Women’s health conditions can result in chronic pelvic pain and symptoms of stress/urge urinary incontinence that can result in major lifestyle modifications in a women’s life. Stress/Urge incontinence and chronic pelvic pain conditions can be effectively addressed by physical therapy evaluation and treatment.
Women’s health treatments begin with an initial evaluation that includes a complete review of the patient’s medical history and symptoms and a physical exam assessing posture, strength, muscle coordination and functional limitations. An internal assessment of the pelvic floor muscle strength and function may be performed if indicated and patient consents. After the initial evaluation a personalized treatment and exercise program is designed specifically for the patient’s needs.
The goal of physical therapy for patients with stress/urge incontinence is to strengthen the pelvic floor musculature, and through re-education, regain the ability to inhibit inappropriate bladder contractions and promote coordinated contractions of the pelvic floor.
The goal of physical therapy for patients with chronic pelvic pain conditions is to address strength and flexibility deficits with therapeutic exercise, use biofeedback to facilitate relaxation of painfully contracted muscles and manual therapies treating the soft tissue to improve muscle flexibility and reduce muscle adhesions.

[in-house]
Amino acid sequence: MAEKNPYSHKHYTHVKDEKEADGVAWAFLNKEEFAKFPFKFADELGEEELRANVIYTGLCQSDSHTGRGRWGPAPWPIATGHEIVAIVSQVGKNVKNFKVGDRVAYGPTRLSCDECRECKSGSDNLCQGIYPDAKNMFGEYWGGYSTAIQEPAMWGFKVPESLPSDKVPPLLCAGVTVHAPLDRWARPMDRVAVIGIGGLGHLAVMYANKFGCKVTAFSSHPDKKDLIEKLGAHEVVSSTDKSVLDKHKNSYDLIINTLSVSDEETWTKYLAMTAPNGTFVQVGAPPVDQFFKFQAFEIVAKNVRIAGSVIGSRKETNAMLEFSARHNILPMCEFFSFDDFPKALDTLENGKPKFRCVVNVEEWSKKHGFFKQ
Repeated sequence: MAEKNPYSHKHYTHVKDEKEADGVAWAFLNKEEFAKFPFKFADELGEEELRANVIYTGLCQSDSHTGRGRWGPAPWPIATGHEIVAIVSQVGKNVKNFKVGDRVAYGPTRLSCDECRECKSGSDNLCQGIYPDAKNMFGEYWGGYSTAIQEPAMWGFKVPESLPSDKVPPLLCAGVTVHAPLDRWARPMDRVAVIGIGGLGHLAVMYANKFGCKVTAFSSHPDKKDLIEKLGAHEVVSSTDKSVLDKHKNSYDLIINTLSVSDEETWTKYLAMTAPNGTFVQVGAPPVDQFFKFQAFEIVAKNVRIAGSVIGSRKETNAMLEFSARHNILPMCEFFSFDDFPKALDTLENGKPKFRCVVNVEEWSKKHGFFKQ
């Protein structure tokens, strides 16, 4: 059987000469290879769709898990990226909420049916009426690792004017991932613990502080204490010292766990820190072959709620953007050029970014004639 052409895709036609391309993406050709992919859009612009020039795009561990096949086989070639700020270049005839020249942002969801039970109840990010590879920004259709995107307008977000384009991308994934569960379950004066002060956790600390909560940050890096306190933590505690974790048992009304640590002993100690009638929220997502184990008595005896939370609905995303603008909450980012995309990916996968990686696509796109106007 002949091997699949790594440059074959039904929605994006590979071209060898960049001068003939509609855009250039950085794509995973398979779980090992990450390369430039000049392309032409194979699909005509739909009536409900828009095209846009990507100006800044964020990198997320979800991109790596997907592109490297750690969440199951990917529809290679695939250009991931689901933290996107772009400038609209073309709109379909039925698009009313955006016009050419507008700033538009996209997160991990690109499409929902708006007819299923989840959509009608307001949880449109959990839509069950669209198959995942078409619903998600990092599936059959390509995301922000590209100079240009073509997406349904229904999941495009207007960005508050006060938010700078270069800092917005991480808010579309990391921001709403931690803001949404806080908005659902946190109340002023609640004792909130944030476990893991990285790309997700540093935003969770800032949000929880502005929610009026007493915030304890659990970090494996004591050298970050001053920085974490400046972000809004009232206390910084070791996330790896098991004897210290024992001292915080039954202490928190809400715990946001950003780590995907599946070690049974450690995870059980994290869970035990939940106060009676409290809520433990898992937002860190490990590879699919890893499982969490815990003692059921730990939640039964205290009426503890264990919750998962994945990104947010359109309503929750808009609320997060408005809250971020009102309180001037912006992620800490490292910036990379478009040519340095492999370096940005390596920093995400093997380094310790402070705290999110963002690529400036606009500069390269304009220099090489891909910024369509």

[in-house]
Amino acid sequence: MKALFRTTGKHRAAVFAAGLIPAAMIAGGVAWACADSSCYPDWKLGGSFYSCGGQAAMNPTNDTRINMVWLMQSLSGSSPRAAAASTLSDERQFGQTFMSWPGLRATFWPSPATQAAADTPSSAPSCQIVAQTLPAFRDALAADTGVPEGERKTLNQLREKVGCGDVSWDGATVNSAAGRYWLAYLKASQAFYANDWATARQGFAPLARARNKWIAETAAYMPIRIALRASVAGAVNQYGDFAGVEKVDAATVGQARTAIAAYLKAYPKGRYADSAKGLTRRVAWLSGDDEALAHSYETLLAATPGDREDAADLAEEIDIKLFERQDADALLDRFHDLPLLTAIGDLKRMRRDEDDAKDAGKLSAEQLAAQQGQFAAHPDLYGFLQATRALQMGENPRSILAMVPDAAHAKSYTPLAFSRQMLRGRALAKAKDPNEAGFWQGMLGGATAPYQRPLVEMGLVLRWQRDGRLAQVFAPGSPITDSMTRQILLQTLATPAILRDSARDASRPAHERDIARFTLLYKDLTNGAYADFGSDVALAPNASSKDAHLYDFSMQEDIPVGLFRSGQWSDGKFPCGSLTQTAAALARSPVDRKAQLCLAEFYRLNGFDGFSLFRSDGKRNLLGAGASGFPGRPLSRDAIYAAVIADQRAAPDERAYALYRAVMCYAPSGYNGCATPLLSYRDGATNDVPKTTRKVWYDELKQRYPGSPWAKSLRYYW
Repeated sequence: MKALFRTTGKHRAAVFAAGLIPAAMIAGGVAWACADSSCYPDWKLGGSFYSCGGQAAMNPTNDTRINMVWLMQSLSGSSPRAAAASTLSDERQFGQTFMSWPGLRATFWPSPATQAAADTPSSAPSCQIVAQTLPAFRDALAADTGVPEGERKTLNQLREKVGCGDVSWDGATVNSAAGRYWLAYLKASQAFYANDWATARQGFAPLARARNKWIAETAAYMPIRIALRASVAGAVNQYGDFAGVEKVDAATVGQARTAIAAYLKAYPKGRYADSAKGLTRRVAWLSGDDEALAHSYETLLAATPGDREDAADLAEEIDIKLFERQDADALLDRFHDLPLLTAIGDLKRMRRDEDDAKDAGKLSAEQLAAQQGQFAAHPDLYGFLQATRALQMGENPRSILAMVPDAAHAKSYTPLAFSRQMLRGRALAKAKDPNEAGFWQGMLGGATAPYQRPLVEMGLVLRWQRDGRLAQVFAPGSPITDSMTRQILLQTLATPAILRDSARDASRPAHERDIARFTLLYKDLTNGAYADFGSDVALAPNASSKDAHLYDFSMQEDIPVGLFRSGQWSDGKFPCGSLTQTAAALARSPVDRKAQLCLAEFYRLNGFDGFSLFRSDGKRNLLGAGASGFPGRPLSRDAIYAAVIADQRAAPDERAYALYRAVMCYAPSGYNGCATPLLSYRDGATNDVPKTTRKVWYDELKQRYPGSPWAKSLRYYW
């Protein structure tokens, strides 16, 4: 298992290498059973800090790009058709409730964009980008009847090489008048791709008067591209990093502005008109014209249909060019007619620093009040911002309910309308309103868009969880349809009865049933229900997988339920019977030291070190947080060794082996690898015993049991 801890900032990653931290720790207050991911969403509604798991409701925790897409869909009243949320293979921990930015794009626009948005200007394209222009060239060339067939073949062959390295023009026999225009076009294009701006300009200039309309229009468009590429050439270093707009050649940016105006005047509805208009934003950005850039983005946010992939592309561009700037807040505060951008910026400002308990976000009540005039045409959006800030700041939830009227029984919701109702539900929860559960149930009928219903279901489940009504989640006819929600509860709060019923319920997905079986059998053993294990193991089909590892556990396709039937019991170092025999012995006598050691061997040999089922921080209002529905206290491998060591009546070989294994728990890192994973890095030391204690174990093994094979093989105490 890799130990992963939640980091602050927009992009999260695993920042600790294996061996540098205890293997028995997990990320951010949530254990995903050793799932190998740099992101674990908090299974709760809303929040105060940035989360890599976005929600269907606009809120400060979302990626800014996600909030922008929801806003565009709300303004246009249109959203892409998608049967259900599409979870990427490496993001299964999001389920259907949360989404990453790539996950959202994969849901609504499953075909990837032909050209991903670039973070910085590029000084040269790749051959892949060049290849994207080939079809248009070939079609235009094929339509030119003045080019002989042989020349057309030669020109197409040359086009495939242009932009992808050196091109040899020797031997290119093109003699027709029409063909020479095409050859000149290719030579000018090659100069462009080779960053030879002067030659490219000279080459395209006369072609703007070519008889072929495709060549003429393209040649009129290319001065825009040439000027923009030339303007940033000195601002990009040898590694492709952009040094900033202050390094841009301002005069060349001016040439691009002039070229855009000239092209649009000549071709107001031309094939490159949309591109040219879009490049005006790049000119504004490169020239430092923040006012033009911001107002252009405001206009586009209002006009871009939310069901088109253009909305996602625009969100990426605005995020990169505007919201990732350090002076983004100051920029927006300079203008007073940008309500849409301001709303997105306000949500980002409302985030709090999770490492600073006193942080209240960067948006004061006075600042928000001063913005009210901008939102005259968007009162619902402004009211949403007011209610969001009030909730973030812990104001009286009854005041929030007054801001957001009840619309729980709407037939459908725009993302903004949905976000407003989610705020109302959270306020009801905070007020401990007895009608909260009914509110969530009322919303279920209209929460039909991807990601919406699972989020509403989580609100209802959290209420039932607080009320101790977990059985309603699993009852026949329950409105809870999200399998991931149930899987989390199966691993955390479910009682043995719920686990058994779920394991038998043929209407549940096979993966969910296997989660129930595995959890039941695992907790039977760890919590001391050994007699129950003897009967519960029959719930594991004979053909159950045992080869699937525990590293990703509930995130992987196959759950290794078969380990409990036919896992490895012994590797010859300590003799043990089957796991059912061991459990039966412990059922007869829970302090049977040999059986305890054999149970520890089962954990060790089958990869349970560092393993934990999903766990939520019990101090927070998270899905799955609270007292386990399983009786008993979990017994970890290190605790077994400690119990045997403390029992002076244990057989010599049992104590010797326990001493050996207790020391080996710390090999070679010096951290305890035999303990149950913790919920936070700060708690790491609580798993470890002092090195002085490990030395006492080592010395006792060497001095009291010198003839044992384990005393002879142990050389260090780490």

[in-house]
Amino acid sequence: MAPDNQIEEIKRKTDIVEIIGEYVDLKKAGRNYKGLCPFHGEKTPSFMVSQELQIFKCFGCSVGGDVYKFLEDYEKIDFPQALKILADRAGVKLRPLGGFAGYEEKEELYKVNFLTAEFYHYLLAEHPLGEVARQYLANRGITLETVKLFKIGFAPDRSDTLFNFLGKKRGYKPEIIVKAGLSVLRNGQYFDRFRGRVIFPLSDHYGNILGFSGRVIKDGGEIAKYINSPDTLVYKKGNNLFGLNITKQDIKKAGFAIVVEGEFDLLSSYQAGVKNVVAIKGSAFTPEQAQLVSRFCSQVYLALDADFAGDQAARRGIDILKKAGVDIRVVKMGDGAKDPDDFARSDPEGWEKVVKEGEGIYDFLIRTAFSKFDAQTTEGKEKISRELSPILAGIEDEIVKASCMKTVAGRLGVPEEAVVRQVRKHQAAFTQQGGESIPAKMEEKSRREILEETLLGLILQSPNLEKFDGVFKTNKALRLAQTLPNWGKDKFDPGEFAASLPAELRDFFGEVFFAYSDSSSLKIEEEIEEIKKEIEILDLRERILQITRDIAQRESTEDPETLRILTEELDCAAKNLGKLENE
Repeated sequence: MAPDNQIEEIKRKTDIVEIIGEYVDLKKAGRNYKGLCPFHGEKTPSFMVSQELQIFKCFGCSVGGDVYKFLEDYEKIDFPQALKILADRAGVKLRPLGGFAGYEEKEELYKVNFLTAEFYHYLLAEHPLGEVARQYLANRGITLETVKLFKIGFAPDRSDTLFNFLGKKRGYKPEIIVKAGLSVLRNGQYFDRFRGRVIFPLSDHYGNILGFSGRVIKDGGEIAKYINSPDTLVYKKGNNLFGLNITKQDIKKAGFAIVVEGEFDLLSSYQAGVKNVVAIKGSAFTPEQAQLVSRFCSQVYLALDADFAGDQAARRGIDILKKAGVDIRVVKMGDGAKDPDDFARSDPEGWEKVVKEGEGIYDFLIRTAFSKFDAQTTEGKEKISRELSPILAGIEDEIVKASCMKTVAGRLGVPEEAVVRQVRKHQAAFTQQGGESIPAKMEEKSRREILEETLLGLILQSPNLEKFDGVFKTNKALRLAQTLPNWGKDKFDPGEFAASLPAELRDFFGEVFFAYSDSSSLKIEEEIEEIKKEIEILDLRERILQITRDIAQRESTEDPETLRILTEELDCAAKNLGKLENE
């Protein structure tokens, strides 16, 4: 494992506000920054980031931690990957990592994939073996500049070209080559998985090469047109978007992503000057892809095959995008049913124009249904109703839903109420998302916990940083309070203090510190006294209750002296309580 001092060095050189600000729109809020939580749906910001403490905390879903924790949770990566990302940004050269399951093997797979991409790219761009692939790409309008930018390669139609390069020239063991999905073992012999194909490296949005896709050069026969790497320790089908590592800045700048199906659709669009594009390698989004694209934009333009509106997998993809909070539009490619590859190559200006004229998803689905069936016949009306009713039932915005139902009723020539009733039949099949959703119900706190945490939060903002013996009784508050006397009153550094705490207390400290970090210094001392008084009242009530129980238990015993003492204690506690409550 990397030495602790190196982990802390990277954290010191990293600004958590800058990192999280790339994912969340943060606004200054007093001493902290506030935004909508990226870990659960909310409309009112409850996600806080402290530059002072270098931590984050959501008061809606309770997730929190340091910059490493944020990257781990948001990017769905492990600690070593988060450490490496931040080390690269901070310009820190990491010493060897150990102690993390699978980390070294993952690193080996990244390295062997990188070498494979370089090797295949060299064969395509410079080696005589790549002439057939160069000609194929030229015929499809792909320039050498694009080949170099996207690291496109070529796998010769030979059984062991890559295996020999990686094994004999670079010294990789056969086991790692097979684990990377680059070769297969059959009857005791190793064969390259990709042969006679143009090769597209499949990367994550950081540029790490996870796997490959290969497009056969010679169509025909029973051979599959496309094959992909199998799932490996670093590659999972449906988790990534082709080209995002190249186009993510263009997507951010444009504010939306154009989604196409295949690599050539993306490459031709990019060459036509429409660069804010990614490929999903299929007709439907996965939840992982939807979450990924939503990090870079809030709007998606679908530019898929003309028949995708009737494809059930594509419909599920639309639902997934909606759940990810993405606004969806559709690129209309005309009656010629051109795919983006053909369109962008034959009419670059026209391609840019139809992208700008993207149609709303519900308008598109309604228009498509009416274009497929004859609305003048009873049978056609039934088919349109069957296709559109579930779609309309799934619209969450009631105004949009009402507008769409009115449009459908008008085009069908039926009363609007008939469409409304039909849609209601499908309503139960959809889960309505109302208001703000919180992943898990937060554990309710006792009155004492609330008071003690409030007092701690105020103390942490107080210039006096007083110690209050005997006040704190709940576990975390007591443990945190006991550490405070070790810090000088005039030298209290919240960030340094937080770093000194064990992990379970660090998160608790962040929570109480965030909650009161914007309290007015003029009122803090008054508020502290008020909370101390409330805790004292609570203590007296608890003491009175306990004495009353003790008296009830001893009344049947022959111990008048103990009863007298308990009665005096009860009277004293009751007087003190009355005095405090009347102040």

Women’s Health Conditions that can be treated with physical therapy include:
Dyspareunia (painful vaginal penetration in the absence of disease)
Vaginismus (inability to have vaginal penetration, spasm of the muscles)
Stress/Urge Urinary Incontinence
Pelvic Floor Muscle Dysfunction
Interstitial Cystitis/Painful Bladder Syndrome
Pudendal Neuralgia (pain in the nerve leading to the pelvic floor and genitalia)
Vulvodynia (chronic vulvar pain)
Pregnancy Related Pain
Treatment Options for Women’s Health Conditions
Manual therapy techniques are helpful in correcting pelvic asymmetries, reduce muscle spasm, decrease pain and increase soft tissue mobility which are essential in treatment of pelvic pain.
The muscle function of the pelvic floor can be compromised by surgery, pregnancy/childbirth, disease and musculoskeletal injury. Physical therapy evaluation can address strength and flexibility deficits to provide a specific exercise program to improve strength and muscle coordination of the pelvic floor to decrease pain and improve functional activities.
Surface electromyography (SEMG) is used to assess resting muscle tone of the pelvic floor and detect painfully contracted pelvic floor muscles. Use of biofeedback can be very effective to help to re-educate patients to voluntarily relax painfully contracted pelvic floor musculature to normal resting tone.
Intravaginal electrical stimulation is used to facilitate pelvic floor contractions and help patients regain motor control. Use of biofeedback and cueing from the physical therapist will help improve patient’s voluntary control over muscle function.
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“I would highly recommend Carefree Physical Therapy. Everyone is friendly and professional.” JJ